Monthly Archives: June 2012
Elizabeth Killinger, UNL Extension Educator in Hall Co. did a good job of explaining the common lawn fungal diseases we are seeing right now so sharing her post!
Fungus can be both a good and a bad thing. Mushrooms on pizza are an example of good fungus. Fungus in lawns, on the other hand, are nearer the other end of the spectrum. There are a few common turf fungal infections to be on the lookout for in your lawn this season and some measures you can take to keep them at bay.
Dollar spot is one fungal disease that is common in lawns. This fungus doesn’t discriminate in the type of turf that it infects, but it is most common in Kentucky bluegrass. The symptoms will be 4-6 inch straw colored patches in the lawn. The grass blade itself will have a bleached lesion, or spot, with a reddish-brown margin that extends across the grass blade.
There are several practices you use to deal with dollar spot. Some of the recommended cultural practices include irrigating in the early…
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While every growing season is unique and there’s an element of risk involved, this year seems to take the cake.
Drought conditions have affected much of Nebraska. In our area in south-central Nebraska particularly in our southern tier of counties, we’re seeing brown pastures and alfalfa that stopped growing. Wheat was harvested nearly a month early and yields range from 0-50 bu/acre depending on if it was hit by the hail storm Memorial Day weekend which totaled it out.
I’m unsure how many planting dates we currently have in Clay County! The spring planting season went so well with corn and many beans being planted in April. Soybeans planted in April that haven’t received hail are forming a nice canopy. Corn that hasn’t received hail should be tasseling by beginning of July. One Clay Co. field planted in March was only 3 leaves from tasseling when I took this picture this week and looks great (it’s probably 2 leaves by now!). Adding another picture from a farmer friend Bob Huttes near Sprague, NE showing his field currently tasseled out and love the smiley face barn 🙂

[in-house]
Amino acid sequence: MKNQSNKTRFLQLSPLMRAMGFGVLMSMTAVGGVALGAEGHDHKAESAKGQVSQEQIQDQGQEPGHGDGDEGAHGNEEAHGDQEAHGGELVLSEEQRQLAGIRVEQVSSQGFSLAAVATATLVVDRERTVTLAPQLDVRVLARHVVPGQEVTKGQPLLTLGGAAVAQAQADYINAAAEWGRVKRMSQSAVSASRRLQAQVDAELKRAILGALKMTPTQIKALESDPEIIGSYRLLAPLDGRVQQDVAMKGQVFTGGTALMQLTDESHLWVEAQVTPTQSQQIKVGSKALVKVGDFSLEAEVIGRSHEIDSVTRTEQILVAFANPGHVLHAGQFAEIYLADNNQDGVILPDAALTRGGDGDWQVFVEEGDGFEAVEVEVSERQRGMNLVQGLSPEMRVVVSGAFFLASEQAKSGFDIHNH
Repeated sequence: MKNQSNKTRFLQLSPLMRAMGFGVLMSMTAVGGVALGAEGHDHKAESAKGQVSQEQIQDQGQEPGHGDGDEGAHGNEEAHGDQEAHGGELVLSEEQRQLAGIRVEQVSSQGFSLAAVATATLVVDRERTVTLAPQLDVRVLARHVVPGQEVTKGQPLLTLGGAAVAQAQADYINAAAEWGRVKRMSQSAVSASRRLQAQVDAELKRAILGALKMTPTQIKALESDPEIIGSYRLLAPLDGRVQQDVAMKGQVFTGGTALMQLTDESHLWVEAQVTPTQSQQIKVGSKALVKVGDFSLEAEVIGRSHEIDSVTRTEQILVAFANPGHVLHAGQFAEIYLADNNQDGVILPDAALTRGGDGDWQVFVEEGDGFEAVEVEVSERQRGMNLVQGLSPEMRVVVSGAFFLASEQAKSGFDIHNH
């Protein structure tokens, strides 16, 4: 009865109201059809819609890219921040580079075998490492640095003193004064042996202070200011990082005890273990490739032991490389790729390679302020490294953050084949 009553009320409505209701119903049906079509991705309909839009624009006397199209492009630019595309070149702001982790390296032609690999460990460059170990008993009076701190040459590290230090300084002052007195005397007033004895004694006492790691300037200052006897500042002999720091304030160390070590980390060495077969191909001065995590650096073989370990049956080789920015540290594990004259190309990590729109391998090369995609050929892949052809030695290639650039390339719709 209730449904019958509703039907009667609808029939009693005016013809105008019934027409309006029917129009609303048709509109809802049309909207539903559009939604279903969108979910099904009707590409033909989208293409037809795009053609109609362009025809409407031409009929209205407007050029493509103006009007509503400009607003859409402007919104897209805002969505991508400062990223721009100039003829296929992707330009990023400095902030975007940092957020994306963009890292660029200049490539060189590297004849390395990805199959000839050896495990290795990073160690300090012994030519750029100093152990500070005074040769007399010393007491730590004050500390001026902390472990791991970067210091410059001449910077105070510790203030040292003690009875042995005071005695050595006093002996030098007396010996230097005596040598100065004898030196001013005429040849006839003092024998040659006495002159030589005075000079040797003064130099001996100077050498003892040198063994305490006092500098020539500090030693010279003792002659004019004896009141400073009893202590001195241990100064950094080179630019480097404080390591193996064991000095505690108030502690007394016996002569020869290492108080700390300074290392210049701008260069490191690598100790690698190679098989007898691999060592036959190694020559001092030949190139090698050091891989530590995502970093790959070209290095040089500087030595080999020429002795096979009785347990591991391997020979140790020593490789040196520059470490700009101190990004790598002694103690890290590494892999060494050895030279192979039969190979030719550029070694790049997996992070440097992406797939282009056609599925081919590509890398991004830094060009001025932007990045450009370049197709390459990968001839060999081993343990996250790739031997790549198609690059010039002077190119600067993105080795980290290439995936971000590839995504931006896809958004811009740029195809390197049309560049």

But then there’s the hail damaged fields. The hail pattern has been fairly similar all year for this area of the State with some producers receiving four consecutive hail events on their fields. Every week of May was spent helping our producers determine replant decisions, particularly for soybeans…leaving irrigated stands of 85K and dryland stands of 60-65K when beans were smaller before stem bruising was so severe later. We would leave a stand one week and end up needed to replant after the hail hit again the following week. Some farmers got through the first two hail storms but the Memorial Day weekend storm did them in. I never saw hail like where ground zero of this storm occurred. After replanting after that weekend, they received yet another hail storm last week with the wonderful, much needed deluge of rain we received in the county. My heart hurts for these farmers yet for the most part they have good attitudes and are making the most of it. That’s the way farming is…lots of risk, thus an abundance of faith and prayer is necessary too. One farmer I talked to has had hail on his house seven times this year (including prior to planting).
Pivots have also been running like crazy prior to the rain last Thursday night where we received 3.30-4.40 inches in the county. Installing watermark sensors for irrigation scheduling, we were able to show the farmers that there was truly moisture deeper in the soil profile and attempted to convince them to hold off. It’s a hard thing to hold off on water when the neighbors are irrigating, but several farmers who didn’t irrigate told me they were able to let the rain soak in and their plants weren’t leaning after that rain because the ground wasn’t saturated prior to the rain event.